I formed a theory today about record sales and why there has been a decline over the past six or seven years.
There aren't any real record stores here in Midland, so I end up roaming Best Buy every once in a while to see if I can find something to listen to. But this isn't just a problem in Midland though. There has been a decline in record stores everywhere. It seems to me that in about 10 years ago there were record stores everywhere, not just music stores, but good record stores. They were set up in a great way, basically in a way that was conducive to browsing for music. Cheapo Discs in Denver is a great example, though I couldn't tell you if it was still there.
The music is/was broken into categories beyond just R&B/Pop, Country, and Rap. Music was broken into sub-categories. What is Pop anyway, it refers to popular music. That isn't a category, and if it is, it only should contain 100 albums based on the top sales for the week/month/year. Now, when I see a category that says punk or classic rock, I know what I am in for. I can look through everything and see if any of it appeals to me. Which brings me to my next point.
Record stores used to be set up in a manner that you could easily browse through the music. Now it all seems to be stacked up so the only thing you can see is in the front. Everything else is crammed in behind the albums in the front in such a manner that you can't look through at all. In a space where 5 CD cases can be put in for easy browsing, the employees of the major chains are jamming in 7 or 8 CDs. It is not easy to look through, so your browsing is limited to walking down aisles and seeing what album they decided to put in the front.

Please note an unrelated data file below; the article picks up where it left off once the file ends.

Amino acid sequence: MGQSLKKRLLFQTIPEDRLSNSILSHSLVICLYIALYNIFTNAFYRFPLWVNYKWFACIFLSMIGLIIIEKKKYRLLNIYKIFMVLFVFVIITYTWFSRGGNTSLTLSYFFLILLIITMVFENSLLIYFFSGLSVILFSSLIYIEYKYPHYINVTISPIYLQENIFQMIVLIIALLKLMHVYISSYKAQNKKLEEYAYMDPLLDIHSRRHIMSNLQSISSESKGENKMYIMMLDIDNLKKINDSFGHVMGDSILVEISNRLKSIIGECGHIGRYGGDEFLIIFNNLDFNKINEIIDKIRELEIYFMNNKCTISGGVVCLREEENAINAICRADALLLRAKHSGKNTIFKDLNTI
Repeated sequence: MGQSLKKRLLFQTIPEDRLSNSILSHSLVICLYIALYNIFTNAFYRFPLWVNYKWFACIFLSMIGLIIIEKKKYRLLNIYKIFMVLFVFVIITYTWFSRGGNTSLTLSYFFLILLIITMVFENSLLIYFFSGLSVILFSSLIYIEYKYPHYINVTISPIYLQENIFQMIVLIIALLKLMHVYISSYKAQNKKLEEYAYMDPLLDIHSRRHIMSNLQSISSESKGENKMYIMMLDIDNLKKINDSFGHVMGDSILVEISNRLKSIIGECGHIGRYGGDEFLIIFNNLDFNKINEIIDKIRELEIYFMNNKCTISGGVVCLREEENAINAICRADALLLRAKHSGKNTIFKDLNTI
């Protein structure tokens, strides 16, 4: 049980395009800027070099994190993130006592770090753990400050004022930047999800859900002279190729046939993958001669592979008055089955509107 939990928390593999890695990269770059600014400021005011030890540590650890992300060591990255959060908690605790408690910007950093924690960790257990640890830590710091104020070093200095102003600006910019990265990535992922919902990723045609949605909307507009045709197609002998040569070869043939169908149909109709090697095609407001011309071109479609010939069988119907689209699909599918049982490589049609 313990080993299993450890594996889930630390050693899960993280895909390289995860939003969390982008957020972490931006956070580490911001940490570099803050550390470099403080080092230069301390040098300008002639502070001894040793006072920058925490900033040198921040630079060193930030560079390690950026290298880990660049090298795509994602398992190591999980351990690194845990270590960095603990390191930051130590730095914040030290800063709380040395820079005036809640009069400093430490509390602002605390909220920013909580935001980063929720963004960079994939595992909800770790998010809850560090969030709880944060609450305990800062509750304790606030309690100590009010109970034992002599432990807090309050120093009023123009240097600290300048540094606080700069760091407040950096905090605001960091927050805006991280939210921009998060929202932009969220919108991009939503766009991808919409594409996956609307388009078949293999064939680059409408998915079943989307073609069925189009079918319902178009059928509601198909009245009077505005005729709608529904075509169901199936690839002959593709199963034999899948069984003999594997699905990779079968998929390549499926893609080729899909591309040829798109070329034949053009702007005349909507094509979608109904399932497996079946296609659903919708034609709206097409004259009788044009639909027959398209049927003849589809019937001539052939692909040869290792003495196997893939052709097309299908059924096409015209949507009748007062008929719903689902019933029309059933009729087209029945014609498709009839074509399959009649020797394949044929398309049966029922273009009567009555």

Also, in record stores, the employees used to know what they were talking about. You could ask for recommendations. Now they knowledge of the employees is has been reduced to the alphabet. They can tell you where the M's are or if bands with numbers are before A or after Z. And damn do I hate going to Best Buy or Circuit City to look at anything. If I am in the store for ten minutes, I have 5 people come over to me and ask if I need help finding something, but the one time that I asked them for help, they had no idea what I was asking for.
So, I use iTunes for most of my music purchases and often if I can't find it there, I will find it elsewhere online so that I don't have to deal with stupidity. But, my music purchases have certainly gone down because of this.
I think that it should also be pointed out that used compact discs are not taken into account when looking at record sales which has become a big part of the market. Not only is this a large part of the market, but is also pretty normal for the industry.
What do I want to happen? I want to see the number of downloadable only music releases go up, and the number of artist releases go up. Artists now have the option of releasing single tracks without a record company.
Am I wrong? Do big stores, ie Best Buy, help record sales, or do they just pander to a crowd of people that want to buy the biggest record of the moment? And maybe that is something they should look at too. Maybe the quality of music is declining.